All I’m saying is, when looking at the big picture, I noticed that those who never give up the promiscuous lifestyle usually end up unhappy, alone, and unsatisfied. Go figure.

6. Money is Temporary, Business Is Not

Rappers often flaunt their wealth and show off luxury items. Considering most rappers blow up at a young age, usually sometime in their 20s, it’s not hard to understand why they’re attracting to the partying lifestyle.

Eventually, you stop making hits and the money stops and you’re left holding a bag of warm dog shit. Even rappers who were continuously topping the charts, like 50 Cent, Xzibit or DMX, are no strangers to filing for bankruptcy or getting in trouble for not paying taxes.

On the other hand, you have entrepreneurial minds like Jay-Z or Dr. Dre.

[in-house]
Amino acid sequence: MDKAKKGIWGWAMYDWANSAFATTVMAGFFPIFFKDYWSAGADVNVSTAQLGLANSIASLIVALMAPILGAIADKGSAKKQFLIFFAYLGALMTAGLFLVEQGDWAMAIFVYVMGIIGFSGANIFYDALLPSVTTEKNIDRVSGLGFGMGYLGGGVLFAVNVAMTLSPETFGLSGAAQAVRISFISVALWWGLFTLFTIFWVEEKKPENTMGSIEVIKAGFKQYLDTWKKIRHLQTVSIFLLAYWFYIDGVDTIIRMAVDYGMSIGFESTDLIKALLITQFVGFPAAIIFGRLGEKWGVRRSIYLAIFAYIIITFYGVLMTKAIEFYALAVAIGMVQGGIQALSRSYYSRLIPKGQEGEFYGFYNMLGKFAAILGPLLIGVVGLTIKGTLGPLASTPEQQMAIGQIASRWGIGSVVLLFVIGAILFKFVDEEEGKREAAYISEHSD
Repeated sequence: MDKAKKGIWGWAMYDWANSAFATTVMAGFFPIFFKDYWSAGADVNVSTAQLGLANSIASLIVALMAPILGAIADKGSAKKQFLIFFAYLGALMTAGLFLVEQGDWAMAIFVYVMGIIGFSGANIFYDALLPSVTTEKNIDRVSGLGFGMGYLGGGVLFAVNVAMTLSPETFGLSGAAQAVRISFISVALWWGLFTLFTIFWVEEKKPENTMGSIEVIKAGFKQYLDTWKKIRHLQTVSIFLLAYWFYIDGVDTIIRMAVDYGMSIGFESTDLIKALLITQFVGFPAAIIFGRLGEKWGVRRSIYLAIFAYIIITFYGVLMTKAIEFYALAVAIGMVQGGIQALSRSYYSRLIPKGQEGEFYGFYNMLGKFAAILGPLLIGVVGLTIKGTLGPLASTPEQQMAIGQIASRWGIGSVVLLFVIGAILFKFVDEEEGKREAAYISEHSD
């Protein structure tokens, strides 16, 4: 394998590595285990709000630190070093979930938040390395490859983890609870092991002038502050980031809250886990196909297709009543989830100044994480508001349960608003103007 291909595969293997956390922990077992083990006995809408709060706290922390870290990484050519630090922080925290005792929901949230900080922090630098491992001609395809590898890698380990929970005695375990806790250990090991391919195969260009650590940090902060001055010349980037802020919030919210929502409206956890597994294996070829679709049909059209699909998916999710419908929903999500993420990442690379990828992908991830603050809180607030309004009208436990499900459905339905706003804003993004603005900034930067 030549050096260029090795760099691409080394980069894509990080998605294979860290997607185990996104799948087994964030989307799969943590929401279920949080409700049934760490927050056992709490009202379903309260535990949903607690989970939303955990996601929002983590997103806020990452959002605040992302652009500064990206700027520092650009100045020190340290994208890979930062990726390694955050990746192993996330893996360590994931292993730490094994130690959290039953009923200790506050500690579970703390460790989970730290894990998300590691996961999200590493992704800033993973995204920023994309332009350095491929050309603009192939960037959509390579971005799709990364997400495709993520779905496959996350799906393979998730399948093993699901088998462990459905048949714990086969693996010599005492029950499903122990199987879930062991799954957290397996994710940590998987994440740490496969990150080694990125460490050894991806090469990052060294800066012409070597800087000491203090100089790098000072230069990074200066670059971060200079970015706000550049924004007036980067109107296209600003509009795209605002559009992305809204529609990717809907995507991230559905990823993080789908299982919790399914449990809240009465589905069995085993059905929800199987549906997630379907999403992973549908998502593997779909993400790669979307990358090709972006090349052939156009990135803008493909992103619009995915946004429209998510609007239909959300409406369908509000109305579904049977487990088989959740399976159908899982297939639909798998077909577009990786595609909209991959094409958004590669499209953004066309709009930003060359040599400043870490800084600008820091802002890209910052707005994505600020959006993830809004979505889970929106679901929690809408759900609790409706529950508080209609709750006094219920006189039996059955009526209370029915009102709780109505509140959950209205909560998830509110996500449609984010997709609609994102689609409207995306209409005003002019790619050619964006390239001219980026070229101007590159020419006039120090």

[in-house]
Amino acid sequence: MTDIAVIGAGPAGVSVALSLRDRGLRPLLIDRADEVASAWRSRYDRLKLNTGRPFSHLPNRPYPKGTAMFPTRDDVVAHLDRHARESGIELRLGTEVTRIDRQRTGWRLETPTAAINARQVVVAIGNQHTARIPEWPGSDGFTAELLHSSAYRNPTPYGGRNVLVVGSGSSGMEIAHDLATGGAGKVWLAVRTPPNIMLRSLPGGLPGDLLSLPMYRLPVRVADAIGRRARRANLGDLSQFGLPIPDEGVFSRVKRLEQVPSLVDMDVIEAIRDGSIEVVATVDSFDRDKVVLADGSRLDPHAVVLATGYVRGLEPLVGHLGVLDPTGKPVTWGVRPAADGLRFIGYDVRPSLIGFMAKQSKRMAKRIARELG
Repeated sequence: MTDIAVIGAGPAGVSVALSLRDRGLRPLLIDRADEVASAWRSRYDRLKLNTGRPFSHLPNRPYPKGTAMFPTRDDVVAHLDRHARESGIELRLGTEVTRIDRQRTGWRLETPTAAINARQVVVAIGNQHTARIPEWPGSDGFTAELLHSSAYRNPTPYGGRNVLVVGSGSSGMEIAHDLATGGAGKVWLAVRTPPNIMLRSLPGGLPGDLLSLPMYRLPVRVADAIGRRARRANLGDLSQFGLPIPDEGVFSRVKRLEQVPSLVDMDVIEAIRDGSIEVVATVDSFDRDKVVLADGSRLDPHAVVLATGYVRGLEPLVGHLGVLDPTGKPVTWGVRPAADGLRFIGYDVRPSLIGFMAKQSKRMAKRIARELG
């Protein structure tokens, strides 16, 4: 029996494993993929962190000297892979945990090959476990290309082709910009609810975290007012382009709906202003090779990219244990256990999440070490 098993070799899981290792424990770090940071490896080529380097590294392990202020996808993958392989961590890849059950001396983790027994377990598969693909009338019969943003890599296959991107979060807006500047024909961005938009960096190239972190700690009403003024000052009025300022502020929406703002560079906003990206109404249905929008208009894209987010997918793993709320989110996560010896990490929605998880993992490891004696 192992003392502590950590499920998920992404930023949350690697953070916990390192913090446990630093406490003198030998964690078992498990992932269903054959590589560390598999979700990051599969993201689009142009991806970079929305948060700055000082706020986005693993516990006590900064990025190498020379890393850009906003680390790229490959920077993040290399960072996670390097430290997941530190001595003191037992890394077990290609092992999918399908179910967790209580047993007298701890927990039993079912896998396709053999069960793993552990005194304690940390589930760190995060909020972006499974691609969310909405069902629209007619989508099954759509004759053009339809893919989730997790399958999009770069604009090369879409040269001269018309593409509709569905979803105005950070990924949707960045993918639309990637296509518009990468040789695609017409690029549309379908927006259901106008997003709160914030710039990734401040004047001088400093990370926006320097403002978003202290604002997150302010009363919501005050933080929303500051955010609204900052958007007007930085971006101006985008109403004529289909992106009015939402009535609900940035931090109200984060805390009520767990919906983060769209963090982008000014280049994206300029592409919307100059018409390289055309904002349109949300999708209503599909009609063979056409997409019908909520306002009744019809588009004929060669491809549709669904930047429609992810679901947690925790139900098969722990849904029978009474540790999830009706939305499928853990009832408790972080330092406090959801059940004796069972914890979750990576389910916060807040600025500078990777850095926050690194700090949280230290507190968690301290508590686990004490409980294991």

They realize that money and fame are temporary so they make better decisions. They invest their money. They build brands and diversify their income. Even though they’re way past their prime and even though hip hop is owned by young and up-and-coming artists, they still thrive.

Don’t chase fast money. See money as a tool for building a better life, not as better life itself.

7. Most of What People Care About Is Bullshit

The same things that go for high school kind of go for hip hop.

In high school, everybody stresses over popularity, being cool, and trivial things that pretty much stop being relevant as soon as high school ends. Things that actually matter, like grades and knowledge, are secondary, even though they can influence and improve the rest of your life.

In hip hop, everybody cares too much about chains, cars, money, clothes, hoes, villas, private jets, and things of that nature. Just like high school, the primary focus is on things that should be secondary.